##### Generalization of the classical phase space

We now continue to the covariant generalization of the classical field system. Clearly, we should swap out the partial derivatives for covariant derivatives in order to obtain a covariant equation. In fact, it is only because we posed the Klein-Gordon equation in Cartesian coordinates that we did not need to do so before because in the flat case, the of Christoffel symbols vanish and covariant and partial derivatives are the same. From this point onward, we will always use the symbol ∇ to denote covariant derivatives, and the KG-equation becomes 1

:(gµν∇µ∇ν − m2)φ = (2 − m2)φ = 0, (3.5)

Where the d’Alembertian operator is defined by 2 = gµν∇µ∇ν. We have the following theorem, originally due to Leray:

Theorem: Let (M, g) be a globally hyperbolic spacetime with Cauchy surface Σ and let N be the normal vector to Σ. If φ and π are two smooth functions on Σ supported within some compact subset K then there is a unique smooth solution ψ to the KG-equation such that ψ|Σ = φ and Nµ∇µψ|Σ = π. This solution has compact support on any other Cauchy surface and is supported in

J+(K) ∩ J −(K). Furthermore, if

We vary the initial conditions outside of some closed subset S of Σ then the solution remains unchanged within D(S).

For proof of this theorem, we refer to [2] (Wald, 1984). A self-contained treatment of wave equations in curved spacetimes can be found in (Bar, Ginoux, and Pfaffle, 2007). The theorem above states that in a globally hyperbolic spacetime solutions to the KG equation are uniquely characterized by their footprint on a Cauchy surface, and that this information is enough to reconstruct the solution. The propagation of information is causal the potential term admits a new term of the right physical dimensions, namely some constant times the Ricci scalar. This is often added with prefactor since this renders the equation conformally invariant. This allows many interesting examples to be explicitly calculated in conformally flat spacetimes. We will not add it here, for the reason that it adds little to the discussion and we see no reason to introduce some extra coupling to gravity on top of changing the background metric to a curved one in the sense that was discussed above. In the previous chapter, we described solutions to the KG-equation by the initial data they have at t = 0. Clearly, the set t = 0 is a 3-surface in Minkowski space that hits every causal curve exactly once, and hence it is a Cauchy surface. The theorem above generalizes this: In a globally hyperbolic spacetime we pick some Cauchy surface Σ and set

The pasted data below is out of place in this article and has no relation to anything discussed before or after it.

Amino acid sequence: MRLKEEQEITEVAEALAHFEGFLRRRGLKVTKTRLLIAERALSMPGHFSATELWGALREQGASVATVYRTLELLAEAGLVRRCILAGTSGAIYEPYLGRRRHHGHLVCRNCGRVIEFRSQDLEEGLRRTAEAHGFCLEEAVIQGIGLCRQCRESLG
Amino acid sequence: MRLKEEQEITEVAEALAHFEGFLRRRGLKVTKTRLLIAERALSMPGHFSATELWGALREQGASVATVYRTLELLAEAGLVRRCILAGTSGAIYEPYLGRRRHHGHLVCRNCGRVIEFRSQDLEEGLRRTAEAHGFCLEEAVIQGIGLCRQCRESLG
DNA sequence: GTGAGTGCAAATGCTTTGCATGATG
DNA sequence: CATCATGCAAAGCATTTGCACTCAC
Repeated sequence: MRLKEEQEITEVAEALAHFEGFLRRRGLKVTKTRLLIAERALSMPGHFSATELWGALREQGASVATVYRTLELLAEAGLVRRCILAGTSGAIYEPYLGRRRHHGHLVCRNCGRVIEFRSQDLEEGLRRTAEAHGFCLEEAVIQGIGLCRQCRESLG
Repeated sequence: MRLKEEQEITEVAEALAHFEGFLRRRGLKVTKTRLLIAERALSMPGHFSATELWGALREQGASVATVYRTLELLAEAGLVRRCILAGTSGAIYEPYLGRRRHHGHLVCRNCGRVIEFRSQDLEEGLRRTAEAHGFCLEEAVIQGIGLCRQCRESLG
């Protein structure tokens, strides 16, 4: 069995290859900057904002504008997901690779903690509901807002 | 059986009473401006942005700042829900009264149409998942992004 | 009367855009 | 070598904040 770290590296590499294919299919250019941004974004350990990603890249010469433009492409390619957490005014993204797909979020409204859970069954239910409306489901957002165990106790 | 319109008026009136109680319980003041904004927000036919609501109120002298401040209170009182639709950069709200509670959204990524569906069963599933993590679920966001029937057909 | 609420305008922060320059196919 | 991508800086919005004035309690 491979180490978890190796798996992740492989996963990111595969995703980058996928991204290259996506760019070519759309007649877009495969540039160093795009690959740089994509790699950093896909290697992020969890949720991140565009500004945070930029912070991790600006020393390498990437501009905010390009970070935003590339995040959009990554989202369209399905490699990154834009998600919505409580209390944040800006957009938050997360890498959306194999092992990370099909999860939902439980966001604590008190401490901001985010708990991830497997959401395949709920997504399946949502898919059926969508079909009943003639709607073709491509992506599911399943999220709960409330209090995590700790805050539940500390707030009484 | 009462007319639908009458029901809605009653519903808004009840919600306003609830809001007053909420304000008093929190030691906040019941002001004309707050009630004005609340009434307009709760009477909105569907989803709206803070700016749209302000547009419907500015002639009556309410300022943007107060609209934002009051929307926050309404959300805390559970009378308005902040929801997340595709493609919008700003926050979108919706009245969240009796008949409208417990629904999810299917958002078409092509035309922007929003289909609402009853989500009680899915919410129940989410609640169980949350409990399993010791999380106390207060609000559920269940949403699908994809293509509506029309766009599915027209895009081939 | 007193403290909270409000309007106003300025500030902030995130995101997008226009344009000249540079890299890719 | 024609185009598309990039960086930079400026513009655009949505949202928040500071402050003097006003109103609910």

V = C∞c(Σ)MC∞c(Σ)

Consisting of pairs (φ, π) of smooth functions of compact support on Σ. From the above theorem it follows that it is not important which Σ we take: If we take some compactly supported smooth initial conditions on one Cauchy surface, it uniquely hinders smooth compactly supported data on any other. The symplectic form is gen-eralized to

σ((φ1, π1),(φ2, π2)) = ZΣ(π1φ2 − π2φ1)√hd3x

By the theorem above, there is a one-to-one correspondence between V and solutions to the wave equation. If we make this identification between ψ and (φ, π) the symplectic form reads

σ(ψ1, ψ2) = Z

Σ(ψ1←→∇µψ2)dΣµ

Here dΣµ = Nµ√hd3x

Is the surface measure of Σ, where Nµ is the future pointing normal vector to Σ and h is the determinant of the spatial metric. We can use Gauss’s theorem to see that this does not depend on the Cauchy surface that is used: Suppose we have Σ1, Σ2 Cauchy surfaces and denote the volume enclosed by Ω, then Gauss’s theorem gives us the equality:

σ1(ψ1, ψ2) − σ2(ψ1, ψ2) = ZΩ∇µ(ψ1←→∇µψ2) = ZΩψ1(m2 − m2)ψ2 = 0 (3.9)

This gives us two equivalent ways of looking at the classical phase space. These constructions use 3-dimensional test functions to smear the quantum field such that it is well-defined. An equivalent construction is to use 4-dimensional test functions, and will sometimes also take this viewpoint. Thus, look at the space of 4-dimensional test functions C∞0

(M) of smooth functions of compact support on spacetime. This construction makes use of the fact that for

f ∈ C∞0

(M) we can solve the Klein-Gordon equation with source f. The retarded and advanced solutions are defined by

(2 − m2)Rf = f,(2 − m2)Af = f, (3.10)

Where Rf = 0 outside of the future of the support of f, and Af = 0 outside of the past of the support. Then (A − R)f = Ef is a solution to the homogeneous wave equation, which registers compactly on any Cauchy surface because the support of f is compact. Hence we find that E is a map of C∞ 0 (M) → V. One can show (Wald 1995) that this map is surjective, and that its kernel is exactly the image of (2−m2 ). Hence we find

V ∼= C∞c(M)/(2 − m2)C∞c(M).